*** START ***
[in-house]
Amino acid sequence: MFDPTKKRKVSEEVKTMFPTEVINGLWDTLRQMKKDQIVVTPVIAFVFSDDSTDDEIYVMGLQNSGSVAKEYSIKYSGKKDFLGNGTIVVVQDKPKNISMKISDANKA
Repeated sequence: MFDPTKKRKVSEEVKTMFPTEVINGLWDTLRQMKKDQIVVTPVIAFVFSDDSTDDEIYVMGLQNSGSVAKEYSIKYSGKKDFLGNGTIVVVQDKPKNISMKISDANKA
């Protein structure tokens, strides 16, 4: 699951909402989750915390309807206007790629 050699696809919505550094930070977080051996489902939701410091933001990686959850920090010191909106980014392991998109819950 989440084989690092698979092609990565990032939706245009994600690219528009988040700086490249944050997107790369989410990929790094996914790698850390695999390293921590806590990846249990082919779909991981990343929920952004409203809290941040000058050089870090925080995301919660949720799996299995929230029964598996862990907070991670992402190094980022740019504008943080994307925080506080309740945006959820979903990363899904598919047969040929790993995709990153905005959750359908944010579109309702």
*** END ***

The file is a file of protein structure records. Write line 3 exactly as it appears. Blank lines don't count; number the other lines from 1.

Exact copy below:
Repeated sequence: MFDPTKKRKVSEEVKTMFPTEVINGLWDTLRQMKKDQIVVTPVIAFVFSDDSTDDEIYVMGLQNSGSVAKEYSIKYSGKKDFLGNGTIVVVQDKPKNISMKISDANKA